Monday, April 14, 2014

The Courage To Be Vulnerable

Consider this article, which discusses how men, because of societal gender expectations of being stoic, strong alpha-males, often hide their mental health difficulties from others in an attempt to appear in control, and in doing so fail to reach out for the support that they need, and see their mental health deteriorate as a result:
One of the things I've found is that men have a difficult time talking about and getting help for their mental health or if they're feeling suicidal. There seems to be some societal pressure that says "You're not a true man if you don't have it all together, all the time."
I would argue this is true, but that it goes beyond men. I would argue that everyone feels that pressure to hide their mental illness from others, along with other perceived deficiencies in appearance, our health, or our character.

There are reasons for this. Mental illness stigma is very present in our society, and we fear we will be rejected or misunderstood by others we care about because of that stigma. More than that, it seems simply human nature to want present ourselves as the best possible version of ourselves. We are inclined to hide our own flaws and issues, partly because in doing so we believe we make others more affable towards us, and perhaps also because in hiding them from the public eye we are able to, in some degree, deny to ourselves that we have them.

Hiding one's personal struggles is not always a bad thing. In some situations, we do need to keep our problems, mental health or otherwise, hidden from other people. We feel little to no compunction to hide family stresses or financial difficulties at work, in a business meeting, or when we are giving a speech, if for no other reason than that we would expect the same of anyone else in such a situation. Too often, however, this is stretched to our friends and loved ones, and we feel we have to hide our struggles from them as well.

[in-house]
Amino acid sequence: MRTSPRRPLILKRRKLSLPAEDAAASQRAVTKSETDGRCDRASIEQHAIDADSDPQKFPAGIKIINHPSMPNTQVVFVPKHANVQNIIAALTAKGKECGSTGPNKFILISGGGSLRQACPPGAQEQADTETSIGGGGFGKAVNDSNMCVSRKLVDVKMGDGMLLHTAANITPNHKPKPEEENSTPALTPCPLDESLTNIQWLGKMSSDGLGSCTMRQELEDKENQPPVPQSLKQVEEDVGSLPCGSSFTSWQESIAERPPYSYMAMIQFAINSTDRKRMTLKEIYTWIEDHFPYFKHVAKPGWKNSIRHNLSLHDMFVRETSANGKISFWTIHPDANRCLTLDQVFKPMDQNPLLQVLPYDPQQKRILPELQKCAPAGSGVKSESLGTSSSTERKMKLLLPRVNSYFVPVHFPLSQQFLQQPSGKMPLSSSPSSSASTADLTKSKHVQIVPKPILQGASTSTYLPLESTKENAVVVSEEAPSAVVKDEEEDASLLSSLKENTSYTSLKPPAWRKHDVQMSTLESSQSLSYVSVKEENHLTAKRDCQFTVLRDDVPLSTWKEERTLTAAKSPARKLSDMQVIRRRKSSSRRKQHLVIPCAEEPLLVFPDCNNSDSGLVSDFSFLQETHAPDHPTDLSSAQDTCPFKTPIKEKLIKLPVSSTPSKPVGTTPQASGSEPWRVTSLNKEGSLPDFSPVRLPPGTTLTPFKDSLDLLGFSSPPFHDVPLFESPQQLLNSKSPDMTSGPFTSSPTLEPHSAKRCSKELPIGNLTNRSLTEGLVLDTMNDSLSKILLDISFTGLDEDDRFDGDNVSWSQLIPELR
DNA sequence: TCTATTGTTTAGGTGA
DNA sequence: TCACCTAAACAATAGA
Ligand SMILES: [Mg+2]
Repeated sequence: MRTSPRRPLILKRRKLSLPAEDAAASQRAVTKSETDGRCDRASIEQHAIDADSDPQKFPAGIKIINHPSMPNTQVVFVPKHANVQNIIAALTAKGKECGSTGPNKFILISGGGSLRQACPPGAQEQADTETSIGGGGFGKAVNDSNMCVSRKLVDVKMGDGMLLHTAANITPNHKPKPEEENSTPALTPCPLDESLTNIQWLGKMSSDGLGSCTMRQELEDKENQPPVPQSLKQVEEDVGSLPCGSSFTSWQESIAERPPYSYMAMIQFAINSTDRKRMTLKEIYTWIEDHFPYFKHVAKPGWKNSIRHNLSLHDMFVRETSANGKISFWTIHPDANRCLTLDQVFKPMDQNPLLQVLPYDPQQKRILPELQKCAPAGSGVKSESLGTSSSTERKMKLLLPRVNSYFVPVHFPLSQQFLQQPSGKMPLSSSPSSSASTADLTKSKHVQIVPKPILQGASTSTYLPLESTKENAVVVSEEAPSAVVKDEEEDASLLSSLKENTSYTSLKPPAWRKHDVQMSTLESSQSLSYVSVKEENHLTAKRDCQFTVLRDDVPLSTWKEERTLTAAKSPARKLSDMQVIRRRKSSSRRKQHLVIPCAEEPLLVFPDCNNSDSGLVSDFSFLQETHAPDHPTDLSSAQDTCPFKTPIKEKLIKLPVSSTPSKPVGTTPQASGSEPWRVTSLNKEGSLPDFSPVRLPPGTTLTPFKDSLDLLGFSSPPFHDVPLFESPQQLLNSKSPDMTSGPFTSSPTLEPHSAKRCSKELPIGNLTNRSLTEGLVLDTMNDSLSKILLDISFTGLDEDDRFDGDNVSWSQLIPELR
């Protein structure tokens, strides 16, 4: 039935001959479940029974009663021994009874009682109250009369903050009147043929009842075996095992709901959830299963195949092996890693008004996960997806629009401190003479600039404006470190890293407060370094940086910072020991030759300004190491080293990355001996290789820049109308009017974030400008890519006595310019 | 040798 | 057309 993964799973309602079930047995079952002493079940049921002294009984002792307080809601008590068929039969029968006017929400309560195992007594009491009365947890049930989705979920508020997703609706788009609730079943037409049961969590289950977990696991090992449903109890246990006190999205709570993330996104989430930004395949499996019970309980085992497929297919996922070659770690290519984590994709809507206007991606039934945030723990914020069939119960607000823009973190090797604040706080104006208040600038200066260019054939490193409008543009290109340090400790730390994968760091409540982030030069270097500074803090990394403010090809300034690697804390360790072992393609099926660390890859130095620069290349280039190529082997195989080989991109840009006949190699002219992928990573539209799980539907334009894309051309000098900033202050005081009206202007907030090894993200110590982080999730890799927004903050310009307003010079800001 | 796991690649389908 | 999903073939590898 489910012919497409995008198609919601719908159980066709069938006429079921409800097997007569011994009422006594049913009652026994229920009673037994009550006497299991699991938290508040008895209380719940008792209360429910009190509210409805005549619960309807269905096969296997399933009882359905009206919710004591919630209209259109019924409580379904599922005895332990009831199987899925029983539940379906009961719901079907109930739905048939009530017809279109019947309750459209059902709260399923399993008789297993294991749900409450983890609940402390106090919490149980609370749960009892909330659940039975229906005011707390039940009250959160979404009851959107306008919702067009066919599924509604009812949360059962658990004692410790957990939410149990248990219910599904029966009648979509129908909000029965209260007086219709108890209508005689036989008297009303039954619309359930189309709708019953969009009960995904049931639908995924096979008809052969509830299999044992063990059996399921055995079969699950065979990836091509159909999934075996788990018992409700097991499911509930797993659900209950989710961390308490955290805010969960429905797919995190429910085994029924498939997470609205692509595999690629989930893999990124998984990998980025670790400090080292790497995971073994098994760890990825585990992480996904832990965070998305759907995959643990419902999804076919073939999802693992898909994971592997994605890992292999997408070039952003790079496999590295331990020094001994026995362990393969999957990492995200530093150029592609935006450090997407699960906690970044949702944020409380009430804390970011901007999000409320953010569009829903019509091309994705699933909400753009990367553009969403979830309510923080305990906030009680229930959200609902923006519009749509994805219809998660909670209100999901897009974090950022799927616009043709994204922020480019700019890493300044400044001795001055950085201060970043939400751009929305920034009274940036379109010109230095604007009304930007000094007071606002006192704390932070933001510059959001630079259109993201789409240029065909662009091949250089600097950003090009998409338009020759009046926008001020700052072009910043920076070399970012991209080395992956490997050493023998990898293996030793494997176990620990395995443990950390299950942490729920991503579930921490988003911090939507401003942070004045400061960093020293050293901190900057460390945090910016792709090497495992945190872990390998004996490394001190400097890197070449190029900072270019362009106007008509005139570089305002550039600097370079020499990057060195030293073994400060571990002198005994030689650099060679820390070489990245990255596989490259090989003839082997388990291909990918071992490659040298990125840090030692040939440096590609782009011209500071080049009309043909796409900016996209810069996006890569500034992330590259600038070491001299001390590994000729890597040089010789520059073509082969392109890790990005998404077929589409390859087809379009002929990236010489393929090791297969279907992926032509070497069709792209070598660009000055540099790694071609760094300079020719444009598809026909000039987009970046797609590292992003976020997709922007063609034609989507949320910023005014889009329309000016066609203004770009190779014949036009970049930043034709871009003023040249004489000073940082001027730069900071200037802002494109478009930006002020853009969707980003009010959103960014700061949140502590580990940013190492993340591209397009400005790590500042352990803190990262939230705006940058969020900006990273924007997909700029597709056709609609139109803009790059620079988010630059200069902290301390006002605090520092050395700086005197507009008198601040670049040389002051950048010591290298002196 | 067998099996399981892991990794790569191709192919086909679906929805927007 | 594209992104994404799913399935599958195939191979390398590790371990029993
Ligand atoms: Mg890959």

Time and again I have seen people, even those who have experienced mental illness in the past and gotten help for it, afraid to disclose their current struggles. I myself have been guilty of that sometimes--if I think that I have been generally improving, and then I have a bad depressive episode, there is a powerful fear that my recovery has stopped, or that I will go back to feeling worse. Never mind that I've had such feelings numerous times before--and that very often every depressive episode can feel like the worst one--I feel like I can't let anyone know, for fear of frightening them, or for fear of admitting to others and to myself that I wasn't doing as well as I thought I was, or that by simply talking about it, I will make myself worse by acknowledging it.

The result is that I keep my struggles balled up inside of me, trying to fix them myself so that no one else can see what I am struggling with. Sometimes I end up managing whatever problem I'm having and get better. Other times the problem continues to gnaw away at me until I have no choice but to make the problem becomes visible on its own--often in the form of a breakdown.

But when I do open myself up to others, very often I find the reaction is not a pushing away from me (though sometimes that is the case), but an understanding, an acceptance, and a willingness to help. I think something we forget about a lot of times when we are considering hiding our problems from others is that our loved ones do want to help us. They want us to feel good and be happy, and they want to contribute to that. While we might be worried about burdening them with our own problems, often times it can make them feel good because we've exposed our problems to them, and let them into our inner world so that they can help us.